Editor-in-Chief, Huffington Post New media winners will combine new ways with the
best practices of their traditional counterparts,
she tells Brunswick Director Lane Hudson.
Arianna Huffington and her partners launched HuffingtonPost.com in May 2005 amid considerable uncertainty regarding its future.
In the time since, HuffPost, as it is known, has grown to be one of the most influential outlets for political news and opinion in the United States, particularly with the progressive government now in power in Washington. More people in the American capital read HuffingtonPost.com than read the Wall Street Journal, it is the most ‘linked to’ site on the internet, and it generates as many as 20m unique visitors each month.
HuffPost has more than 3,000 bloggers today, a dramatic increase from 300 three years ago, and over 60 paid staffers, of whom 38 work in editorial, including seven reporters. Importantly, the site has also ventured into news aggregation, video blogging, investigative journalism, and live commentary on television networks.
Huffington herself, named one of the world’s 100 most influential people by Time Magazine in 2006, is now arguably one of the most powerful figures in the news business worldwide.
In mid-2009 she was invited to give testimony to the US Congress at a hearing on the future of journalism in the Senate Subcommittee on Communications, Technology and the Internet chaired by Senator John Kerry.
Old media has long had standards of fairness and accuracy promulgated by respected industry associations. How do you see new media adopting these kinds of standards?
The best journalists working online embrace the ways of new media, including transparency and immediacy, while never letting go of the best practices of traditional media, including fairness and accuracy. For instance, all of The Huffington Post’s bloggers must adhere to the highest standards of accuracy. Any factual errors must be corrected within 24 hours or a blogger’s password is revoked. Checks and balances to ensure accuracy in online reporting are continuing to develop, and the web has proven to be an effective enforcer when it comes to shedding light on stories that aren’t true. And while HuffPost is not a member of a media ethics organization, our reporters and bloggers know that they must always follow journalism’s best practices.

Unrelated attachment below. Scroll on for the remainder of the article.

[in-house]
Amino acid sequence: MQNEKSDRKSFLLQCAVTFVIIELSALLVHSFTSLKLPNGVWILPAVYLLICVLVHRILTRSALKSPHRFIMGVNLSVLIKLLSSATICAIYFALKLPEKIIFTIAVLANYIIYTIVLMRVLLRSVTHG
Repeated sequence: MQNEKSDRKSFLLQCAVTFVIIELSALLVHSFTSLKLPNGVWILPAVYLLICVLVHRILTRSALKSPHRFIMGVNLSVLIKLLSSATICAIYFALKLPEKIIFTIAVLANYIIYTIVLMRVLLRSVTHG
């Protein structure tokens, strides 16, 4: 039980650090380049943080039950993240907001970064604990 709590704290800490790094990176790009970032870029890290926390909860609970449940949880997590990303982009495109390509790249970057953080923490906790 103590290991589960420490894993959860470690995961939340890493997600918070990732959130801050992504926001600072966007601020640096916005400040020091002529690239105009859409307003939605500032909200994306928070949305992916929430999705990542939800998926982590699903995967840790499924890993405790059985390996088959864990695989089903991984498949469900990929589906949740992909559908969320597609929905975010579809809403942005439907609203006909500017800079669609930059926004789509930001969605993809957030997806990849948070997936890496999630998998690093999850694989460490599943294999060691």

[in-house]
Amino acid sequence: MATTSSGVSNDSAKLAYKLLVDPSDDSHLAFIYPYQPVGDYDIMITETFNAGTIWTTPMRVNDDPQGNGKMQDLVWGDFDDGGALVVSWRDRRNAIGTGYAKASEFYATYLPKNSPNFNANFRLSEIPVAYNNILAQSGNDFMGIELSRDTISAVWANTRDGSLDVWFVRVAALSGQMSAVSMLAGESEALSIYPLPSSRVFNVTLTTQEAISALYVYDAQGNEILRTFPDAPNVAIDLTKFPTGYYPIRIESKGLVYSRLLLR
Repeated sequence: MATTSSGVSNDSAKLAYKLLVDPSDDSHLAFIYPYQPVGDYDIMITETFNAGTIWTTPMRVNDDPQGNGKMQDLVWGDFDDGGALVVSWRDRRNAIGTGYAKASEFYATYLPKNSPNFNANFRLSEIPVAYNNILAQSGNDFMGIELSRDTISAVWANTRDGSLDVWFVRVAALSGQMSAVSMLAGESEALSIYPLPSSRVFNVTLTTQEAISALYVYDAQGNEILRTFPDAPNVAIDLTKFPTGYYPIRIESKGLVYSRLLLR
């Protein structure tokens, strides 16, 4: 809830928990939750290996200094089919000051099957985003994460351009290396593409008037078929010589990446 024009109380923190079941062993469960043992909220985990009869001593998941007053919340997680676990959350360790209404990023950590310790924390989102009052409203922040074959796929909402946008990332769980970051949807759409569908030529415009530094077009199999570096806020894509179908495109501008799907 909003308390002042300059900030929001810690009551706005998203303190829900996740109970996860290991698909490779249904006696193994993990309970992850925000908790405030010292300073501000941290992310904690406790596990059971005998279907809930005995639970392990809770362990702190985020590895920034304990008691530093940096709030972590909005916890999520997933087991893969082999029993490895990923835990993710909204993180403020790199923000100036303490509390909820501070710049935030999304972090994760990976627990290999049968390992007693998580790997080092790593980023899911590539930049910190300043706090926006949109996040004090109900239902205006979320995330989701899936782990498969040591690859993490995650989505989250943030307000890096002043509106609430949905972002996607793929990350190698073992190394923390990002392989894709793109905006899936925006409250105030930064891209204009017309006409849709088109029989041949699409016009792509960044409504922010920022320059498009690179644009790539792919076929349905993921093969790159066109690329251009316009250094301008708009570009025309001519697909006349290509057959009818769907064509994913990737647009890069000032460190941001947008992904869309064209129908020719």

How do you rebut those who say journalistic ethics are compromised and editorial resources constrained on the internet?
It’s true that the internet makes it possible for anyone with a computer to express his or her views, and for those views to potentially reach a large audience. But online news sites must adhere to the same journalistic principles as their traditional media counterparts – or suffer the consequences. Indeed, I feel that in many ways online news sites are much more responsive to issues of accuracy. Errors are corrected much faster, and changes are shown transparently – not tucked away in some hard-to-find corrections column.